In Scrum Fundamentals, Values

 

Scrum Values: Courage

 

Every team should have their own values to help them make decisions that are right for them.  Values act as a guide, they help a team stay true to itself, and also adapt so that they find new ways to live their values.  Scrum comes out of the box with a set of 5 values.  The Scrum values help us to think how to apply Scrum as it was intended. The Scrum values are Commitment, Courage, Openness, Focus and Respect.  Here we take a look at courage.

 

Courage for the Development Team

The team is committed to quality and good design, but it takes courage to stand up for these ideas, and say this is all we can deliver this Sprint and maintain a quality product.

Initially it can also take courage to ask your team mates for help.  Maybe you are used to working along on problems, banging your head against a brick wall until you finally manage to smash through.  But now by being courageous and asking for help, maybe another member of your team knows another way over, under or around that wall.  

 

Courage for the ScrumMaster

It takes courage for a ScrumMaster to be the guardian of the rules, but if they have been agreed, then as long as you are applying the rules for the benefit of the team, the Product Owner or the organisation, courage may be needed.  As a ScrumMaster I remember ending a Sprint Review at the end of 2 hours (this is what had been agreed), only half the work had been reviewed.  The Product Owner was furious (and he was a lot more senior than me), but the problem was this was the first time he had seen the work, and there was little trust in the team, therefore he was going through everything in a lot of detail, wasting the time of other important stakeholders.  Anyway having the courage to do what had been agreed changed the Product Owners behaviours and he went and worked more closely with the team, as a result the next Sprint Review was a lot more effective.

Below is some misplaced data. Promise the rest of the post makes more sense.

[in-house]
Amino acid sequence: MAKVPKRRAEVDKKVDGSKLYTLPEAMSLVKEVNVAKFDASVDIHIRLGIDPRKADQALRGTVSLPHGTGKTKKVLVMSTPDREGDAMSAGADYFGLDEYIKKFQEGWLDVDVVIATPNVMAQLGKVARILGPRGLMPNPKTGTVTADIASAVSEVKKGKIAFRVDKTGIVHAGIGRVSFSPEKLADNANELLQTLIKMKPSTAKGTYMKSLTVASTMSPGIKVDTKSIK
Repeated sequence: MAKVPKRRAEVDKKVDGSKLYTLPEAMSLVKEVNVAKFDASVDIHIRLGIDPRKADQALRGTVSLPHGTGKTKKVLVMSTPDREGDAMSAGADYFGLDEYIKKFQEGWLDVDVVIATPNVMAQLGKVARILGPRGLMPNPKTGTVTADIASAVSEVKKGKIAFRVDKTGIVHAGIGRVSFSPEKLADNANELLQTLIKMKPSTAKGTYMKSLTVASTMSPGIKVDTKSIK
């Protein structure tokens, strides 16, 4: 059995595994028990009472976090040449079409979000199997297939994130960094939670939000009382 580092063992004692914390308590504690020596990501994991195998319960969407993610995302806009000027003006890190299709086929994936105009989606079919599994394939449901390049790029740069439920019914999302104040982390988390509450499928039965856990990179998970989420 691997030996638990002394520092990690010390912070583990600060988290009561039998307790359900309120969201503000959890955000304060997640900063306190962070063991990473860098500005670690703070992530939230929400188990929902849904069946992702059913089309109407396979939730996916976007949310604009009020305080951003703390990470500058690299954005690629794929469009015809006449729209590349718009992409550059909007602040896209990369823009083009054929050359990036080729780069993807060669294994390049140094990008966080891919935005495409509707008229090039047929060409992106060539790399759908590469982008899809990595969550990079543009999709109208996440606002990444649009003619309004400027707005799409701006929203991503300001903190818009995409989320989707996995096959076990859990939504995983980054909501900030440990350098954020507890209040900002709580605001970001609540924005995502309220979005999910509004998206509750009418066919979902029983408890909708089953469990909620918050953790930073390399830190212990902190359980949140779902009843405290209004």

Half of the role of the ScrumMaster is working with the wider organisation on organisational development issues that will allow the team to be more successful.  This means working with and influencing anybody within the organisation, this may require courage.

 

Courage for the Product Owner

One of the most important things a Product Owner does is to say “No”, but this takes courage.  When stakeholders give feedback it is important to them, but as a Product Owner you are committed to delivering the right thing for your customers.  Saying I will add it to the backlog, with the knowledge it will never get to the top is not courageous, and leads to an ever growing backlog that needs to be managed. 

It also takes courage for a Product Owner to be a Product Owner.  If new to the role, it may take courage to say, hey I don’t know how to do this.  The Product Owner is ultimately responsible for the success of the Product, that’s a lot of responsibility and a courageous Product Owner embraces this, and it helps them thrive in the role.

 

Learn more about the five Scrum Values in our Scrum Fundamentals series.

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